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Rollover Accidents

According to the National Highway Traffic Safety Administration (NHTSA), rollover accidents “have a higher fatality rate than other kinds of crashes.” In 2010, out of nearly 9.1 million vehicle crashes (involving cars, pickups, SUVs, and vans), only 2.1 percent involved a rollover.  But, those accidents caused nearly 35 percent of all deaths in passenger vehicle crashes. That same year, more than 7,600 people were killed in rollover accidents.

The Ohio Department of Public Safety adds that in 2012, a total of 7,741 crashes in the state involved a rollover, causing 171 deaths and over 5,000 injuries.

Sport utility vehicles (SUVs), which were the most likely vehicles to rollover only a few years ago, are now safer than they used to be, thanks to more stable designs and electronic stability control. According to a 2011 report from the Insurance Institute for Highway Safety, drivers in a 2009 or later model SUV are less likely to die in a rollover accident than drivers of a similar year model passenger cars.

Rollover accidents still occur more frequently than they should, however, and they can cause serious and debilitating injuries. For victims of these vehicle crashes, recovering damages is necessary to manage medical costs, therapeutic treatments, lost wages, and more.

The personal injury lawyers at Chaffin Luhana understand the unique factors involved in rollover accidents, and can help hold negligent parties responsible.

What Causes a Rollover Accident?

Even newer vehicles can be in a rollover accident if the conditions are right. Below are a number of factors that may cause a vehicle to tip:

  • Driver going too fast: Speed is often a factor in a rollover accident, particularly if the driver is going around a corner too quickly.
  • High center of gravity: This is why so many SUVs used to rollover. Older models are still more likely to tip for this reason.
  • Road conditions: For a rollover to happen, the vehicle usually has to “trip” on something, such as a pothole, a curb, a shoulder, etc. When the wheel strikes such an obstacle, it causes the vehicle to tip up slightly, increasing risk of a rollover. A trip combined with high-speed increases risk even more.
  • Tire grip: Though it’s typically considered to be a good thing if tires grip the road, if you want to avoid a rollover, too much grip can be a bad thing. Rather than allow the vehicle to slide a bit, such tires grip it to the road, increasing risk of rollover. Defective tires that malfunction can also cause rollovers.
  • Tractor-trailer rollovers: Vehicles carrying trailers that are improperly loaded, or that are driven at inappropriate speeds, are at risk of rolling over.

Other factors that may increase risk of a rollover include distracted driving, brake condition, weather conditions, and sleeping at the wheel.

Types of Injuries from Rollover Accidents

Rollover accidents can cause various types of injuries, including:

  • Ejection from the vehicle (particularly if not wearing a seat belt)
  • Trauma to the head and neck
  • Limb amputation
  • Broken bones
  • Brain injury
  • Spinal injury
  • Internal organ damage
  • Death

Most injuries in rollover accidents are severe, requiring extensive and sometimes even lifetime medical care.

Who Is Liable in a Rollover Lawsuit?

The following parties may be liable in this type of accident:

  • The vehicle manufacturer: Though the design of SUVs has improved, individuals driving older model vehicles may still be able to hold the manufacturer liable for design flaws. If certain parts of the vehicle did not work correctly—say the rollover bar failed to hold up, for example—the manufacturer may still be held liable.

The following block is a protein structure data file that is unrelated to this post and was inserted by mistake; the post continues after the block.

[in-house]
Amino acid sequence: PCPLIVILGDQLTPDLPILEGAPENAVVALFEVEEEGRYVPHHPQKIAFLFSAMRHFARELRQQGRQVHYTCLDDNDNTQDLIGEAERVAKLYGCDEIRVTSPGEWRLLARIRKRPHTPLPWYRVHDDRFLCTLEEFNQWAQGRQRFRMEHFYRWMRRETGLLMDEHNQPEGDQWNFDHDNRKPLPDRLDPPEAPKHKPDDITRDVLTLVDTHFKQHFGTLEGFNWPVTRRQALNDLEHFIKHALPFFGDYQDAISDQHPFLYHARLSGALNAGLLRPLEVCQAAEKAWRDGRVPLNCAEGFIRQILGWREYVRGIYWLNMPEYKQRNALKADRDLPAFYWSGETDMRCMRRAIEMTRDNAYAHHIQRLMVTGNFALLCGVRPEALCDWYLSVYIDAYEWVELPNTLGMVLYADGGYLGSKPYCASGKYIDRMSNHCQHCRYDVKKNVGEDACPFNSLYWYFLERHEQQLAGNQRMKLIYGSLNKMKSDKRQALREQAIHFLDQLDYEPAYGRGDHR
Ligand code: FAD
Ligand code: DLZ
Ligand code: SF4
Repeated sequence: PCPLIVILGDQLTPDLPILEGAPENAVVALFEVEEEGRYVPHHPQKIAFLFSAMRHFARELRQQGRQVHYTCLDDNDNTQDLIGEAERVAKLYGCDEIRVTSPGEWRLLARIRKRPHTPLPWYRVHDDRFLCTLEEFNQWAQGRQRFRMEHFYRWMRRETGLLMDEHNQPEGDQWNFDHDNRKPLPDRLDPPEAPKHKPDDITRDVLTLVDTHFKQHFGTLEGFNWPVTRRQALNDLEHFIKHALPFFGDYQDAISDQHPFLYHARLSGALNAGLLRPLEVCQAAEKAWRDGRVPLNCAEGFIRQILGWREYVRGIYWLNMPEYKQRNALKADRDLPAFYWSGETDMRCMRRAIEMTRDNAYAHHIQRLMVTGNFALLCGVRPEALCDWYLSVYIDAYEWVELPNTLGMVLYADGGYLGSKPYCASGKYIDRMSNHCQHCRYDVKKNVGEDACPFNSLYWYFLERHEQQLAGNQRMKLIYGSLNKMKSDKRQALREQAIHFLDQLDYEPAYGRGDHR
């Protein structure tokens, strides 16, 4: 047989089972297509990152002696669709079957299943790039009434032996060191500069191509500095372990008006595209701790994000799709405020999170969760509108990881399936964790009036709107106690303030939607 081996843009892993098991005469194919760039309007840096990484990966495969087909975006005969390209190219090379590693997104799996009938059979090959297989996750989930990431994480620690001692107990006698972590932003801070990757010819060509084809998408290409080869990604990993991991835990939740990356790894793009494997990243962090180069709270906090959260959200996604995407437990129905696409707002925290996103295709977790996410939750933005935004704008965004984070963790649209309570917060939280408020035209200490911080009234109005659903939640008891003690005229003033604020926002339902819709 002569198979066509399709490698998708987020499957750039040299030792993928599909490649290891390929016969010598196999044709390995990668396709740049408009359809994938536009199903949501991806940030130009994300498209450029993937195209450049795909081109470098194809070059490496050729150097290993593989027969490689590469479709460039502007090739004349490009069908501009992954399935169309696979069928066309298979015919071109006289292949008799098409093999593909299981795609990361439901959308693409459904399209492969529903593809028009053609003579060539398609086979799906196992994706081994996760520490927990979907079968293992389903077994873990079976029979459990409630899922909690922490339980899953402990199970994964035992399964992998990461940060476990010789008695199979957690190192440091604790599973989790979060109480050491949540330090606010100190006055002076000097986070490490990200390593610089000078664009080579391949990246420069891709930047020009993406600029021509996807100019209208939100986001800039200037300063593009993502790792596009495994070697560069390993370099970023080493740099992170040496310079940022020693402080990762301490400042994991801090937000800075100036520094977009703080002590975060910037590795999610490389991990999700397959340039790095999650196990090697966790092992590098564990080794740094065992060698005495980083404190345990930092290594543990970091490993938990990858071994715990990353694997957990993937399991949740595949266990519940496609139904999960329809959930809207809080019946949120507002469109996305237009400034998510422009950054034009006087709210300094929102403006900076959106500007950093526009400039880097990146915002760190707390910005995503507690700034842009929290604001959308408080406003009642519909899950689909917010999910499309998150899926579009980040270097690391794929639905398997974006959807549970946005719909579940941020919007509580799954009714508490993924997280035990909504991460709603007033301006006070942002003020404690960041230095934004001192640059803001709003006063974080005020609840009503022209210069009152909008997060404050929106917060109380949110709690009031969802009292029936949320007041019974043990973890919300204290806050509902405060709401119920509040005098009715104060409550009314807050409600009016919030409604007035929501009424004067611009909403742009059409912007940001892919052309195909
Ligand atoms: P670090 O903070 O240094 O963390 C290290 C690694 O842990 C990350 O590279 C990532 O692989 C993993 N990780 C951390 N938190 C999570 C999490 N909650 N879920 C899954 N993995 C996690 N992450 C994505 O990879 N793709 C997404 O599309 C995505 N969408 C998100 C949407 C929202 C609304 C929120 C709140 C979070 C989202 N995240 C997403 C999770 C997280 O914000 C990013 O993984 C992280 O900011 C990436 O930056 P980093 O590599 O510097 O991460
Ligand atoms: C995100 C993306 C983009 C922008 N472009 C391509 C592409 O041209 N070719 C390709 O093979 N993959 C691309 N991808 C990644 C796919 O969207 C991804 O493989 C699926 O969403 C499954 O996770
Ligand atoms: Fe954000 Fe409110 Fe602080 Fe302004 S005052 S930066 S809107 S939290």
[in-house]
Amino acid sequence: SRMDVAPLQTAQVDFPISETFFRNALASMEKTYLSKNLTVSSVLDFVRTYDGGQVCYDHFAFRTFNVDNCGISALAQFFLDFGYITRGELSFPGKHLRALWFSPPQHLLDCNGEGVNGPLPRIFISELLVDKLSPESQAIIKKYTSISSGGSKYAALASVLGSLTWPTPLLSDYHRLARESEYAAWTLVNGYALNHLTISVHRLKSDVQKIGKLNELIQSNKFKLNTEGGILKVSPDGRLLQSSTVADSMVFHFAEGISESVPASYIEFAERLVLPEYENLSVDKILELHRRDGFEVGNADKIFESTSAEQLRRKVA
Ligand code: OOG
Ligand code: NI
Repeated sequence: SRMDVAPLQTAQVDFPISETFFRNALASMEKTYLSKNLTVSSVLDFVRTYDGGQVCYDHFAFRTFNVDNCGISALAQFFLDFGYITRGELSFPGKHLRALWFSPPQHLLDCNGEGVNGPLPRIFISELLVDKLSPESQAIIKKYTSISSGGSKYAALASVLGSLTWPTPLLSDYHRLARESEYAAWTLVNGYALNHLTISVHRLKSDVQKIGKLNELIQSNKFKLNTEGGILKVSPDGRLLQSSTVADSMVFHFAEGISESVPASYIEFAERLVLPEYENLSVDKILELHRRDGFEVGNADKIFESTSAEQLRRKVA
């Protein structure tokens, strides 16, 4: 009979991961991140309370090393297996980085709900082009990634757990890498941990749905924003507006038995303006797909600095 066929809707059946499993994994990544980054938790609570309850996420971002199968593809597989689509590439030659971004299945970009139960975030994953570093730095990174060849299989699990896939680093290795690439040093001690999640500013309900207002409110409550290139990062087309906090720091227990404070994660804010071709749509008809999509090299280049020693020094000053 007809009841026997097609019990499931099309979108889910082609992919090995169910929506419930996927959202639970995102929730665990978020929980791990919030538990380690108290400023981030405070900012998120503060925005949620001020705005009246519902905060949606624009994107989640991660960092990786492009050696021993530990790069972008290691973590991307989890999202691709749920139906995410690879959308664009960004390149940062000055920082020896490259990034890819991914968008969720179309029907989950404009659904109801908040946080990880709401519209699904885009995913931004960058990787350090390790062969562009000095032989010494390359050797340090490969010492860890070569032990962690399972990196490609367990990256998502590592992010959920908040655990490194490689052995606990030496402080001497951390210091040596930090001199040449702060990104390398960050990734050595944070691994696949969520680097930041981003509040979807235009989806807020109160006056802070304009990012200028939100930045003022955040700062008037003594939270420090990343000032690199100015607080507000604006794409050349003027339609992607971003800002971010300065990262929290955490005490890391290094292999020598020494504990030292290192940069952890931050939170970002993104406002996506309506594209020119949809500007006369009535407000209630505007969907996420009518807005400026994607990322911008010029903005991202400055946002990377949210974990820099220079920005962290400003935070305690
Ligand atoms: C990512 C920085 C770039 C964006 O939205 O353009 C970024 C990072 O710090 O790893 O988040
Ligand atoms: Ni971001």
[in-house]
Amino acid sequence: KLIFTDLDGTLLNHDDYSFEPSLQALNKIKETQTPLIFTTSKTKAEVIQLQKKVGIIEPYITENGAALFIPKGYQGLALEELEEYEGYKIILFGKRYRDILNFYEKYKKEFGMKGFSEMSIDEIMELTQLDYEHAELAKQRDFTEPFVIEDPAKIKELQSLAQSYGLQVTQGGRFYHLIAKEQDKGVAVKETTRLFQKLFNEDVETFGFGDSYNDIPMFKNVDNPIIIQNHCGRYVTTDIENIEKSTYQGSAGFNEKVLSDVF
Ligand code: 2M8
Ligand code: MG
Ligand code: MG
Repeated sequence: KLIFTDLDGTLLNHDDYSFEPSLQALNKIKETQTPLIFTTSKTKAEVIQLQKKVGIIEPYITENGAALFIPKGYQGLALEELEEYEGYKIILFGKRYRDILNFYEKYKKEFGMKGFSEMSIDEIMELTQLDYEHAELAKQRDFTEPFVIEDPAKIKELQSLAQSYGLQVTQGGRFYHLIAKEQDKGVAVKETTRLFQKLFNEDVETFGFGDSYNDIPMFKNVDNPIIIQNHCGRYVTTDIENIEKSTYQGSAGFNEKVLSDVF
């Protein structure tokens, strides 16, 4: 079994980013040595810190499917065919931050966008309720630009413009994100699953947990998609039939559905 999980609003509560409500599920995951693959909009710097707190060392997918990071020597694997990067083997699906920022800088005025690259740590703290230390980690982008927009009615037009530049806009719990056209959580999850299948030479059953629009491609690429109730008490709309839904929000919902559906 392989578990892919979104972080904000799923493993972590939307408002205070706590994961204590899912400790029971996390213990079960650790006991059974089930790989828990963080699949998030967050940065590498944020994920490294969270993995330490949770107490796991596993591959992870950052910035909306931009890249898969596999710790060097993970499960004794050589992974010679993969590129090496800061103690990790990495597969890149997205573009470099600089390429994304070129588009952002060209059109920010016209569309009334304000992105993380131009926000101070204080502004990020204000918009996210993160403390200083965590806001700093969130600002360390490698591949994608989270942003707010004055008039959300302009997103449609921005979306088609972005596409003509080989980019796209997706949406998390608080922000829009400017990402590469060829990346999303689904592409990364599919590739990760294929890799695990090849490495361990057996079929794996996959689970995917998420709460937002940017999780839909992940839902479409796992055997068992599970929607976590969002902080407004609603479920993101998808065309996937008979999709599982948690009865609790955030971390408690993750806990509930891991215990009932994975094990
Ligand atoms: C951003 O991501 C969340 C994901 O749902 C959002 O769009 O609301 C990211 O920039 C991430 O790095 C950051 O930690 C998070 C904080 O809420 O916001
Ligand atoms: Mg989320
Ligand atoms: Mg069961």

• Other manufacturers: If the airbags failed to properly deploy, the seatbelt didn’t hold, the tires exploded, or other similar events occurred, the plaintiff can file claims against the companies who manufactured these other vehicle components.
  • Other drivers: If the accident involved other drivers—in other words, if the victim had to swerve because of a drunk or negligent driver—that other driver may be held liable.
  • Mechanics and repair shops: If a faulty repair was completed on the vehicle before the accident, the repair shop may be held liable.
  • The government: Sometimes the government fails to keep up with proper road maintenance. In these cases, they may be held liable for allowing dangerous conditions to exist. The government may also be held liable for poor road design that contributed to the accident.

Your Rollover Accident Lawyer Can Help

If you’re facing the consequences of a serious rollover accident, you could be looking at months or even years of medical care, lost wages, disability, and more. And your personal insurance will likely not cover all of your damages.

Chaffin Luhana can help process your claim and go after the damages you deserve. If you or a loved one suffered a serious injury or even death because of a rollover accident, contact us for a free initial consultation.  To find out how we can help you, contact us today.

We represent individuals in rollover accident nationwide including in the Ohio Valley in West Virginia, Western Pennsylvania and Eastern Ohio.

how not to be a lawyer

according to eric t. chaffin

“My father was a union witness at an arbitration in a steel mill. After the hearing, my father, dressed in blue jeans and a sweatshirt, stuck out his hand to shake hands with the company’s lawyer. The lawyer refused. The lawyer was not upset because my dad got the best of him but because he frowned upon working class people. I was the first person in my family to graduate from college. My dad used this story to remind me to respect others, to remember where I came from and as an example of how not to conduct myself as a lawyer.”

eric t. chaffin

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